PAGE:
Archive for the ‘Art’ Category

There’s free entry for four people in 250 arts centres across France this coming weekend, provided you are armed with a voucher from Télerama magazine.

I mentioned in the last post that the interesting Musée Bonnard is involved.  You can also visit MuCEM, or the Musée Réattu and the Musée de la Camargue over in Arles.  Nothing in Aix though…..

Here is a link to see what else is available in our region: http://www.telerama.fr/scenes/week-end-musees/region.php?region=Provence-Alpes-Côte d’Azur

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Pierre Bonnard loved his home at Le Cannet – he painted his wife Marthe in the bath, the cats in the dining room, the splendid colours of his garden and naturally his view of the sparkling Mediterranean.  Le Cannet now has the world’s only museum dedicated to the artist, and since its inception, it has been reaching out to the public creatively and pro-actively.  Admirable in fact.

The current exhibition, ‘Bonnard en tout intimité’, runs until 23rd April and has a host of spin-off activities.

  • One hour guided tours for adults.  Entry +3€
  • Opportunities for 5-12 year-olds to see the exhibition and then try out different techniques in a workshop + 5€
  • Family visits, 12 and 19 April – lots of stories and anecdotes to inspire youngsters 8+
  • Weekend 18-19 March free entry for 4 with a voucher from Télérama (this is part of the Weekend Musees Télérama)
  • Atelier 3 Generations – children 5+ with their parents and grandparents.  Visit exhibition then all can roll their sleeves up and create!.  April 13 and 20.  +5€.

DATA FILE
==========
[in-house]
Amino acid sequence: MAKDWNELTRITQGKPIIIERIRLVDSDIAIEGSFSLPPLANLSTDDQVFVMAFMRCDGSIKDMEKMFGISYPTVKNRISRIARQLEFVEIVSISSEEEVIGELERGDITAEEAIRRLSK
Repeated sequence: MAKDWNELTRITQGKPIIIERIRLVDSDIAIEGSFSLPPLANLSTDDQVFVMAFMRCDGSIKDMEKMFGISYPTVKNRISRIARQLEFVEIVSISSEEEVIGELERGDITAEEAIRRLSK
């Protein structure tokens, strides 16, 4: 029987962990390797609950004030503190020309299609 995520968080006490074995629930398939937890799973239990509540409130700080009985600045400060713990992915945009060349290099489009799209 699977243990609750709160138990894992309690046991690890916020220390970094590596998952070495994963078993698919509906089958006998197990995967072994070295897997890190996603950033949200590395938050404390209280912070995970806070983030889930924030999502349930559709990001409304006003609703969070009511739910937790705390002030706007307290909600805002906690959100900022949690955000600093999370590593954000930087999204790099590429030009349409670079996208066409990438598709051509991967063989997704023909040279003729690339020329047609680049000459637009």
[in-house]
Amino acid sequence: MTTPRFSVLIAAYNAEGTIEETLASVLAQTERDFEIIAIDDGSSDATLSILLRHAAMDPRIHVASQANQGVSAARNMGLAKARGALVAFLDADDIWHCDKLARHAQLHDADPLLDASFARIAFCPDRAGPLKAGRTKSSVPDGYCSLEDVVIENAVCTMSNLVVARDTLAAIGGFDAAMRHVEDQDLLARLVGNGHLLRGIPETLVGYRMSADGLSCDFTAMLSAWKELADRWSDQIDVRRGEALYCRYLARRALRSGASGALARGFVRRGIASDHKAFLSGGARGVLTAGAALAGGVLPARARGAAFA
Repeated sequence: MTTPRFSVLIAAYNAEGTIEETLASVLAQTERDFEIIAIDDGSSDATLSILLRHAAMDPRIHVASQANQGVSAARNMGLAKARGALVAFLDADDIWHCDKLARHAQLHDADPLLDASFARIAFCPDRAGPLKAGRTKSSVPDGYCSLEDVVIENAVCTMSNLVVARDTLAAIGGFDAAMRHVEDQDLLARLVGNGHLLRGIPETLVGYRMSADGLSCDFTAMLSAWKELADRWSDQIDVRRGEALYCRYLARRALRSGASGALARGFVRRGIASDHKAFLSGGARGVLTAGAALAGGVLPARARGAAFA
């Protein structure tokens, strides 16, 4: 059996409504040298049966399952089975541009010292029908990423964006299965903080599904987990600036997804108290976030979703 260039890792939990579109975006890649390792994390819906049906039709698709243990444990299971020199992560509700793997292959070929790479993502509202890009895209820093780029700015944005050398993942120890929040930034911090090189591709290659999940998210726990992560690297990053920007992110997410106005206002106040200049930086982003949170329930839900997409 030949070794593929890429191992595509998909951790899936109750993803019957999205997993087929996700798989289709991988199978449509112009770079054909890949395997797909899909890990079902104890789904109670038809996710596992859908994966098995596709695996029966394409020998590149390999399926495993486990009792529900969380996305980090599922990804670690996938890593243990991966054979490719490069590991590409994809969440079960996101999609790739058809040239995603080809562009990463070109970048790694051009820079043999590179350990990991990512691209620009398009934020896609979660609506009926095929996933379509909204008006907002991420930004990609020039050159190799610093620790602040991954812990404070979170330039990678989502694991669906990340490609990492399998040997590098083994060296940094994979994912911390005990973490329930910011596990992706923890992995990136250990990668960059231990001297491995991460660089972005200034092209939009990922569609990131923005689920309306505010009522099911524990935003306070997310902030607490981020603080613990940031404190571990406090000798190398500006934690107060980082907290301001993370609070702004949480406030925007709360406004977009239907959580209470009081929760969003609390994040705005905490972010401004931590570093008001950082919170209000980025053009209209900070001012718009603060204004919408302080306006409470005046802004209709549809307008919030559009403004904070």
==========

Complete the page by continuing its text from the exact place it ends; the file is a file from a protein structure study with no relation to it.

• Two dance events in the gallery – one illustrating the life of Marthe Bonnard his mysterious muse
  • Tie up with Festival des Jardins (see last post).  An expert will be on the museum terrace with lots of seeds, helping people plant their own miniature garden.  Free.  Hourly April 14.

As well as all this, the museum has a downloadable 45 minute guide to the gallery and also a free downloadable ‘balade’ so you can walk around the main sites relevant to the artist after your visit.

What a great museum – just what they all should be!

Too much detail to include in this short post so please have a look at their website for more. http://www.museebonnard.fr/

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Le Petit Palais. Credit: Directphoto collection/Alamy

Cafés in museums and galleries are often a good place for a rest and a restorative snack. (more…)

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picasso-talkThe director of the Musée Picasso at Antibes will be in town (more…)

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The beginning of March sees the opening of new shows in Arles and also over at the Carrieres de Lumieres at Les Baux.